Wayna: Demanding The Real

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“There really is a wealth of talent and a lot of great artists to collaborate with in DC,” gushes Grammy-nominated R&B-soul singer Wayna about her chosen hometown since leaving Ethiopia aged three. Garnering support from Washington DC and outwards from her two albums – Moments of Clarity, Book 1 (2005) and Higher Ground (2008) – Wayna gets on the phone to SoulCulture to discuss the future.

She identifies the underlying element of her music – soul – as emotive “music with passion, with sincerity, anything that demands the vulnerability of the people delivering it.” Making the most of a modest digital marketing budget, moments of mainstream attention and nurturing her talent in the discerning musical community of Washington DC are just some of the things we talk about.

“Probably the best thing for me has been the audience here – because this is a real mature, music-knowing community. So the audiences are really demanding of performers and a lot of the national acts that come through here realise quickly that they have to bring their A-game to win the DC crowd. Especially when it comes to soul music and Hip Hop because people really know the difference between the real stuff and the not-so-real stuff. They demand the real. It’s a great opportunity for new artists to just grow and try new things and be their best.”

Speaking on her homeland, she recalls a three-month residency she spent at a jazz club on her second-to-last visit to Ethiopia: “That was the longest time I’d spent there since leaving so it gave me a real chance to soak up the culture and the music scene there. It’s really small but it’s great. There’s a huge jazz community there so there’s a group of musicians who came abroad in the ‘80s and studied at the Berkley College of Music and then came back and are playing pretty regularly and training a new generation of musicians.”

Naming W.Ellington Felton, Bilal Saalam and the Low Budget Crew as some of her favourite artists to have worked with in DC, Wayna fondly describes DC artist Deborah Bond as “our version of Sade.” She adds, “It’s been really nurturing to come up in this atmosphere where the audiences really demand a lot because it makes you grow that much faster and better.”

“I think the diversity of the people here is what I love the best. It’s really an international place and there’s every culture and every class of people here and it’s a smart town, a pretty intellectual town, so it’s nice to see all those… being the centre of power and then these mixtures of beautiful cultures in the same place, it’s wonderful.”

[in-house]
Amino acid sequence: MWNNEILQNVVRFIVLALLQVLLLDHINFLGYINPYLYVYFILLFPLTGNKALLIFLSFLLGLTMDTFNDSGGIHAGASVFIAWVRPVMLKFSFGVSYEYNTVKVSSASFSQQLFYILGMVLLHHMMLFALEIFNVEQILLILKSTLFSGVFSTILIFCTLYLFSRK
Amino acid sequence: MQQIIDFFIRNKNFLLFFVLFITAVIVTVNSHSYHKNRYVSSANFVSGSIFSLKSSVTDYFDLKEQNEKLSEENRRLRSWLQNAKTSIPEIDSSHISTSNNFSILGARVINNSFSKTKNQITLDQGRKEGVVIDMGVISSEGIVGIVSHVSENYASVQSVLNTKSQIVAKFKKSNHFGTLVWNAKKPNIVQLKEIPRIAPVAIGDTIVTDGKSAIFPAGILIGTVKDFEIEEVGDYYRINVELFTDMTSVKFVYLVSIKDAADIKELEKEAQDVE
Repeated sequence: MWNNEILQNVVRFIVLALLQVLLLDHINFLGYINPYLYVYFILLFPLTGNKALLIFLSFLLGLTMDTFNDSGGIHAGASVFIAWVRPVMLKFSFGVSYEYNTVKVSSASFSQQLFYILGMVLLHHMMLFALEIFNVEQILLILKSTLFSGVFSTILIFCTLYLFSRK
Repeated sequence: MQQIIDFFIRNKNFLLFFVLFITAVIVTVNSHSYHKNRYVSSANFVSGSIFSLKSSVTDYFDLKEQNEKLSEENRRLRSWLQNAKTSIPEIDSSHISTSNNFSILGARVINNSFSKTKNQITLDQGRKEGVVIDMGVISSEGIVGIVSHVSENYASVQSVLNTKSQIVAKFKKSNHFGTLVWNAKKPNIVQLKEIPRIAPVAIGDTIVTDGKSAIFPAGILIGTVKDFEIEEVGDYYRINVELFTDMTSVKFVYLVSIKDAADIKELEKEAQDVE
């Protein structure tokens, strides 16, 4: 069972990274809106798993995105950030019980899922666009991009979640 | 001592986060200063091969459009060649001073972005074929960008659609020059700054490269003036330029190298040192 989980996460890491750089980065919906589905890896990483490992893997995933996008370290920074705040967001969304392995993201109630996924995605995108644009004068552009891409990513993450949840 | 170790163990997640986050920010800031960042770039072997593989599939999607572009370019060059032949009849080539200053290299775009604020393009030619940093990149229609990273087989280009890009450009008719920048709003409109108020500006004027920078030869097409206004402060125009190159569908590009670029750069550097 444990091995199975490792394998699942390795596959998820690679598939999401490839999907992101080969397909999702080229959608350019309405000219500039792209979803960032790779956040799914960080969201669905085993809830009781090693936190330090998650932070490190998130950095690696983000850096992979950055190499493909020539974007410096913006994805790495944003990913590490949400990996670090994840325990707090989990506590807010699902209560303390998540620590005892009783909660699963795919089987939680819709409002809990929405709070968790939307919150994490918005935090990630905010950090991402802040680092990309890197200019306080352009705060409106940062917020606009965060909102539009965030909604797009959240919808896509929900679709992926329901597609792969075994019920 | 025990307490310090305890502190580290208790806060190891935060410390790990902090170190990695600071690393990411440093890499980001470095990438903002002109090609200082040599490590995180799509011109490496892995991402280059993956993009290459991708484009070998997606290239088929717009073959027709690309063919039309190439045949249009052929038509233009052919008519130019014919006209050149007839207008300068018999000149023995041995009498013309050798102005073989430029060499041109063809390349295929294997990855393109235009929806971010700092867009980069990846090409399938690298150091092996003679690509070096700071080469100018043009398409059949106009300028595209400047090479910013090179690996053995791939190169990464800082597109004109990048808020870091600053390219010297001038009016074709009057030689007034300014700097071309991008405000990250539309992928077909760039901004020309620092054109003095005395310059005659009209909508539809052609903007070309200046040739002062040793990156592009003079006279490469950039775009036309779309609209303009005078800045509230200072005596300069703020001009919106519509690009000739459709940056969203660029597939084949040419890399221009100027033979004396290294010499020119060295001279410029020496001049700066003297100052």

Eric Roberson, whom she describes as one of her mentors and “really great friends”, has influenced her own career and growth (“He’s mastered the art of putting on a great show”). She adds, “I would give that mantle also to W Ellington, he’s actually one of the best performers I think DC’s ever seen.”

Currently working on an EP due to drop in the next quarter, Wayna says she is “experimenting with some different producers doing kind of like a Gnarls Barkley meets Diana Ross type of vibe.” Since being nominated for a Grammy in a small victory for the mainstream recognition of independent soul, her goal is to reach as many ears as possible. “Being an independent artist you’re limited in terms of your reach so in that sense it’s been an uphill battle but people who have been exposed to it have really enjoyed it. Now I’m just trying to get it into more people’s ears.”

“[Being nominated] was something most artists probably dream about, a real validation and is changed the way people look at the album in particular. It helps to elevate it beyond just another indie record and opens the door for people to listen. I’ve been working hard to take advantage of the new opportunities.”

For artists like Wayna, the internet is of course “critical” – and she “can say that because when I first came out in 2005 the internet was not as much as a tool for distributing music, it was more so for promoting shows and your website and for listening. But with the advent of MySpace and iTunes integrated into our culture so much, it’s reached a point where distribution is not even as much of a key.

“Before you’d really have to hustle with different retailers and to get them to sell some things in their stores, it was a real hassle, but now with iTunes being so familiar you don’t even have to worry about that and you can use this tool that everyone’s plugged into to basically promote your music in a way that you probably never could on such a minimal budget in person. It’s a wonderful asset. I can’t even imagine now what it would be like to go back to those days of doing the on-ground promotion like the poster card flyers. It’s prehistoric.You still need money to take full advantage of the internet, you need a marketing budget, but it makes it a whole heck of a lot easier.”

www.wayna.net

Marsha Gosho Oakes

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